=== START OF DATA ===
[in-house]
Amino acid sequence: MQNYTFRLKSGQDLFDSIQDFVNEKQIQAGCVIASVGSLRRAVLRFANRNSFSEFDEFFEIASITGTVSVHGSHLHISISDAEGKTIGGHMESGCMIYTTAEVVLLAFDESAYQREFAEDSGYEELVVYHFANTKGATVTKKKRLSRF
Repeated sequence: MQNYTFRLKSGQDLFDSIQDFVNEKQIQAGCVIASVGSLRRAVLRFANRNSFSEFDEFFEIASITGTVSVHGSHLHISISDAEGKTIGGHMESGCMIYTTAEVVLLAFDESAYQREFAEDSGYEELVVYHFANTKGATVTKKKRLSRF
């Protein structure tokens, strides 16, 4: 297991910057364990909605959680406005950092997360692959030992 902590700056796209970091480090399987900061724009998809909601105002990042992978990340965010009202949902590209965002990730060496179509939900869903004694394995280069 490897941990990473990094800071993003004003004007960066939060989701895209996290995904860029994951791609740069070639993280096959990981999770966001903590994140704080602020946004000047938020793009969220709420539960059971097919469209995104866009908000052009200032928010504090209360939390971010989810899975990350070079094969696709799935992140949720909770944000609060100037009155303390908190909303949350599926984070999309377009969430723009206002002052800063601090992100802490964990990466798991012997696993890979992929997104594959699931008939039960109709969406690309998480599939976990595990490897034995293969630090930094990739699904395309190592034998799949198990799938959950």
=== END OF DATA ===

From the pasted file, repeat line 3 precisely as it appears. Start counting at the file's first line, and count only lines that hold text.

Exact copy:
Repeated sequence: MQNYTFRLKSGQDLFDSIQDFVNEKQIQAGCVIASVGSLRRAVLRFANRNSFSEFDEFFEIASITGTVSVHGSHLHISISDAEGKTIGGHMESGCMIYTTAEVVLLAFDESAYQREFAEDSGYEELVVYHFANTKGATVTKKKRLSRF